- <div style="background-image:url(/live/image/gid/198/width/1600/height/300/crop/1/50546_Middle_South_drone1.rev.1554236092.jpg)"/>
Brain Bee in the news
Lake Forest College was recently featured in The Lake Forest Leader for hosting the 2020 Chicago Brain Bee on February 8. The successful competition drew more than 50 high school students to campus for the daylong event that involved dozens of Foresters.
LF College welcomes competitors in Brain Bee
The final moments of the Chicago-area Brain Bee on Saturday, Feb. 8, may have been the most intense in the four years the event has been held at Lake Forest College.
Monika Narain, 15, and Courtney Redey, 17, were locked in a dead heat for the chance to represent Chicago in the national Brain Bee tournament, which tests high school students on their knowledge of neuroscience and neurology.
Narain and Redey spent 16 turns going head to head against each other, either getting both their answers right or both their answers wrong.
Finally, on the 17th question, Redey got her answer wrong, while Narain got it right, making her the champion of the Chicago-area Brain Bee.
Narain, a student at the Illinois Mathematics and Science Academy in Aurora, couldn’t believe her victory.
“I took the first test (earlier in the day) and I was like, ‘There is no chance,’” she said.
But she literally used her neurological skills to push through and win.
“If you will, it was my norepinephrine and dopamine carrying me through,” she said with a smile. “But it was just a lot of nerves. I felt my heart beating out of my chest.”
Redey, a student at Neuqua Valley High School in Naperville, said it was intense on the stage, and she was nervous as the questions continued.
“We both obviously knew a lot and prepared a lot,” she said. “It was really nervewracking.”
While she was disappointed that she came so close and didn’t win, she said she was happy for Narain.
“She definitely deserved it,” Redey said of the winner. “I’m glad I participated. I had a lot of fun with it.”
The Chicago-area Brain Bee is an annual competition designed to test the knowledge of area high school students in the field of neuroscience. More than 50 students from 21 schools came to Lake Forest College on Feb. 8 to test their skills and see whose brain knew the most about brains.
Lake Forest College senior Danielle Berninzoni is one of the student coordinators of the event. She said it takes a long time to prepare for the Brain Bee.
“It’s months of planning, since probably April of last year,” she said. “We start building committees and line everything up from our end.”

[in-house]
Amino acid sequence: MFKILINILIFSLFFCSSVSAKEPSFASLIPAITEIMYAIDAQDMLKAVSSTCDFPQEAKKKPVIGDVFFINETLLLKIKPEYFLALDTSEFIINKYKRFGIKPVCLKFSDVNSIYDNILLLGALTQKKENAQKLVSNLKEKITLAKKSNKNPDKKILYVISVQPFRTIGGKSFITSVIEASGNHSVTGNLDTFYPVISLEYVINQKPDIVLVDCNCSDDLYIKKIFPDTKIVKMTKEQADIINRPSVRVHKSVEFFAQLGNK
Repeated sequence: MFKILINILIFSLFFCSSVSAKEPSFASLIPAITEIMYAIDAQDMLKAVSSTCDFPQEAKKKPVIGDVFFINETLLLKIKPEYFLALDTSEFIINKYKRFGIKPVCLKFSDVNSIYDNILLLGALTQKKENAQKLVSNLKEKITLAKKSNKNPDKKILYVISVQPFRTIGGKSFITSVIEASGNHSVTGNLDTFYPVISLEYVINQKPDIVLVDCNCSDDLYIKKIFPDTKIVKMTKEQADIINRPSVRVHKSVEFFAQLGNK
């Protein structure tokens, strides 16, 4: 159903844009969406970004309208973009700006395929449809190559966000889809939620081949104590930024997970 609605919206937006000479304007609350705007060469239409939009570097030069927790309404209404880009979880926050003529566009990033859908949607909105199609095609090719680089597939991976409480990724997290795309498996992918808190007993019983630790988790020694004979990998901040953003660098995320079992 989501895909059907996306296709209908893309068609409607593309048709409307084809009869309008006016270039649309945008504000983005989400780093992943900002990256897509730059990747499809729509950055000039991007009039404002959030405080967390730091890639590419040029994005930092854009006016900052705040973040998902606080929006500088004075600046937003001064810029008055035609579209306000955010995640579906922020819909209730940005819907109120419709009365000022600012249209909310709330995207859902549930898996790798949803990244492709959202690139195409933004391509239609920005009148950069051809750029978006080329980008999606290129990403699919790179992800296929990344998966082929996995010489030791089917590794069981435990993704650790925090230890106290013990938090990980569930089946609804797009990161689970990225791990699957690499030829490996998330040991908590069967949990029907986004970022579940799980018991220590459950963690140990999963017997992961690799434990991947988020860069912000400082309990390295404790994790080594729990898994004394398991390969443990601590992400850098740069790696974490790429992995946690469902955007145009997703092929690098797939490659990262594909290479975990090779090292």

Berninzoni added that neuroscience is an interesting field of study since it’s fairly new.
“It’s not as well-studied as chemistry, per se, or anything like that,” she said. “It’s kind of a new field.”
Fellow student coordinator Lauren Giurini agreed, and said all the participating high school students should be proud of all the knowledge they have on neuroscience.
“They’re going to go on to some really great schools. Ivy Leagues, I’m sure,” she said. “I think it’s really cool that they know just as much, if not more, as some of us neuroscience students that are four years older than them.”
Last year’s Chicago-area Brain Bee champion, Shouri Bochetty, returned to this year’s competition, not to test his skills, but to help out.
He said winning the Brain Bee last year opened up many opportunities for him.
“At the Brain Bee, after winning, we got to go to the national one,” he said. “In addition to the national one, they let you go to a neuroscience conference.”
While at that conference, Bochetty met a neuroscience researcher who was based in Chicago.
“That’s how I got in touch with a mentor,” he said.
Bochetty believes neuroscience is important, especially since it’s not a topic commonly taught in schools.
For the first- and second-place winners of this year’s Brain Bee, neuroscience is important as well.
“Neuroscience is probably the topic I’m most passionate about,” Narain said. “It’s just something that always makes me really happy to think about. I just think it’s so cool how we are in our brains, and being able to know more about it makes us better people. I really enjoy studying it.”
Redey, who will be starting college in the fall, wants to make it the focus of her career.
“There’s so many directions you can go with it, and it has so many applications in life,” she said. “I want to be a neurosurgeon so it can help me solve problems for people who have neuro-degenerative diseases and brain tumors.”